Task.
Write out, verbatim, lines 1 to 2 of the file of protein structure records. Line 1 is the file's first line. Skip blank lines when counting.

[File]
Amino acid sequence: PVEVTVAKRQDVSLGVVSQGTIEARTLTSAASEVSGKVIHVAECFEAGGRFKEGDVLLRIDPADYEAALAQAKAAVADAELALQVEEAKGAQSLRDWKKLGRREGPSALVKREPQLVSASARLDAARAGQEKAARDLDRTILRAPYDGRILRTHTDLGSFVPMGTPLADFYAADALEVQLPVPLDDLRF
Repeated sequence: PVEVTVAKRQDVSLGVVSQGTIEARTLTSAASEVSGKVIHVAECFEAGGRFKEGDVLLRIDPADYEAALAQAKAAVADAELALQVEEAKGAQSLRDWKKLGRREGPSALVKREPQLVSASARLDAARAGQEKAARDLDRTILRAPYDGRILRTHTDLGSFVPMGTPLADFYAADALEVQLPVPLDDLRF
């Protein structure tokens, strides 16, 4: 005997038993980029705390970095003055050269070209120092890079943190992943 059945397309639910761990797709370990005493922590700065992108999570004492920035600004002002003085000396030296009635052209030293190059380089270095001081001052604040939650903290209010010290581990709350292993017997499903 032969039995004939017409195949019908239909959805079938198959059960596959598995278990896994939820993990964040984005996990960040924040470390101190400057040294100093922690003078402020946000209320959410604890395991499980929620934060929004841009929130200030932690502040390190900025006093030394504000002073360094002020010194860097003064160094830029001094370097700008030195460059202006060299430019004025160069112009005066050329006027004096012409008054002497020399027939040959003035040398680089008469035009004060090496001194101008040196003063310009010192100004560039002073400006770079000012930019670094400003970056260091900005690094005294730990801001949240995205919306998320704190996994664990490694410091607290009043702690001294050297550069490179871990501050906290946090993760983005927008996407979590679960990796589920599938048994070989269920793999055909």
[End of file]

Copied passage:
Amino acid sequence: PVEVTVAKRQDVSLGVVSQGTIEARTLTSAASEVSGKVIHVAECFEAGGRFKEGDVLLRIDPADYEAALAQAKAAVADAELALQVEEAKGAQSLRDWKKLGRREGPSALVKREPQLVSASARLDAARAGQEKAARDLDRTILRAPYDGRILRTHTDLGSFVPMGTPLADFYAADALEVQLPVPLDDLRF
Repeated sequence: PVEVTVAKRQDVSLGVVSQGTIEARTLTSAASEVSGKVIHVAECFEAGGRFKEGDVLLRIDPADYEAALAQAKAAVADAELALQVEEAKGAQSLRDWKKLGRREGPSALVKREPQLVSASARLDAARAGQEKAARDLDRTILRAPYDGRILRTHTDLGSFVPMGTPLADFYAADALEVQLPVPLDDLRF